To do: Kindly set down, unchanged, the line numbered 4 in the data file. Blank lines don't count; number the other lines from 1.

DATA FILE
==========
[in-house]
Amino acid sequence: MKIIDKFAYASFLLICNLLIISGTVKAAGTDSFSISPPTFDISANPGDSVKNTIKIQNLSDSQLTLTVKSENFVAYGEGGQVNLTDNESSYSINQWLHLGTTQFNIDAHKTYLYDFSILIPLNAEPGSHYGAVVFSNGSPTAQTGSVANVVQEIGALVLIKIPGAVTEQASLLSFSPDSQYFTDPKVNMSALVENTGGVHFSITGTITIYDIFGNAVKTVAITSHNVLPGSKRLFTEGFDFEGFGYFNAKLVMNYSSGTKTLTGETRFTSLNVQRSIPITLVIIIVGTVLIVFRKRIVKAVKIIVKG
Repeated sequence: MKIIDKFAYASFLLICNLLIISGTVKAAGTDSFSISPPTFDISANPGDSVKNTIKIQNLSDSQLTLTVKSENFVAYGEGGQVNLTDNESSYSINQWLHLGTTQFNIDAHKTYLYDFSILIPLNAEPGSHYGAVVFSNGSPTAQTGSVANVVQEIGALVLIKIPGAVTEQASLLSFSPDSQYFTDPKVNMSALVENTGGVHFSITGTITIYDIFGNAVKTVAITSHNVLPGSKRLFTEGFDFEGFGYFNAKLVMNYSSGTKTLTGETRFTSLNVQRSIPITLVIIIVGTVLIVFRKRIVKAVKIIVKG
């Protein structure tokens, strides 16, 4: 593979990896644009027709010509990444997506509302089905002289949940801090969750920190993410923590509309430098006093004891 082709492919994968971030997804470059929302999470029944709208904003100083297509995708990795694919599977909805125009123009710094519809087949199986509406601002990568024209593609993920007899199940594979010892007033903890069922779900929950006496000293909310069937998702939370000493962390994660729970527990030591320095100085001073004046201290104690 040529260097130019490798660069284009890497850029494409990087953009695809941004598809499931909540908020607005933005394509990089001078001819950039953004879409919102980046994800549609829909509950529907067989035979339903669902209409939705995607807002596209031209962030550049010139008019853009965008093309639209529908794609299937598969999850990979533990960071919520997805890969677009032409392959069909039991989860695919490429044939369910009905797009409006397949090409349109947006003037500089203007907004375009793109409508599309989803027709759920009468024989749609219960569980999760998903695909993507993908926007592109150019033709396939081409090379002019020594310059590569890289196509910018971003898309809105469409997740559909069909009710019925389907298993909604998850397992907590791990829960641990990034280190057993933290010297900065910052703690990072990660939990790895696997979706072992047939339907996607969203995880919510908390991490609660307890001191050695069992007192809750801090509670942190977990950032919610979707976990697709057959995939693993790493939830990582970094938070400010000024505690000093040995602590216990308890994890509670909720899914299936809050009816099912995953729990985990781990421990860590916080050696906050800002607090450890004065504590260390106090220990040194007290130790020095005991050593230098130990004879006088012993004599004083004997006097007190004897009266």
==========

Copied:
């Protein structure tokens, strides 16, 4: 593979990896644009027709010509990444997506509302089905002289949940801090969750920190993410923590509309430098006093004891 082709492919994968971030997804470059929302999470029944709208904003100083297509995708990795694919599977909805125009123009710094519809087949199986509406601002990568024209593609993920007899199940594979010892007033903890069922779900929950006496000293909310069937998702939370000493962390994660729970527990030591320095100085001073004046201290104690 040529260097130019490798660069284009890497850029494409990087953009695809941004598809499931909540908020607005933005394509990089001078001819950039953004879409919102980046994800549609829909509950529907067989035979339903669902209409939705995607807002596209031209962030550049010139008019853009965008093309639209529908794609299937598969999850990979533990960071919520997805890969677009032409392959069909039991989860695919490429044939369910009905797009409006397949090409349109947006003037500089203007907004375009793109409508599309989803027709759920009468024989749609219960569980999760998903695909993507993908926007592109150019033709396939081409090379002019020594310059590569890289196509910018971003898309809105469409997740559909069909009710019925389907298993909604998850397992907590791990829960641990990034280190057993933290010297900065910052703690990072990660939990790895696997979706072992047939339907996607969203995880919510908390991490609660307890001191050695069992007192809750801090509670942190977990950032919610979707976990697709057959995939693993790493939830990582970094938070400010000024505690000093040995602590216990308890994890509670909720899914299936809050009816099912995953729990985990781990421990860590916080050696906050800002607090450890004065504590260390106090220990040194007290130790020095005991050593230098130990004879006088012993004599004083004997006097007190004897009266």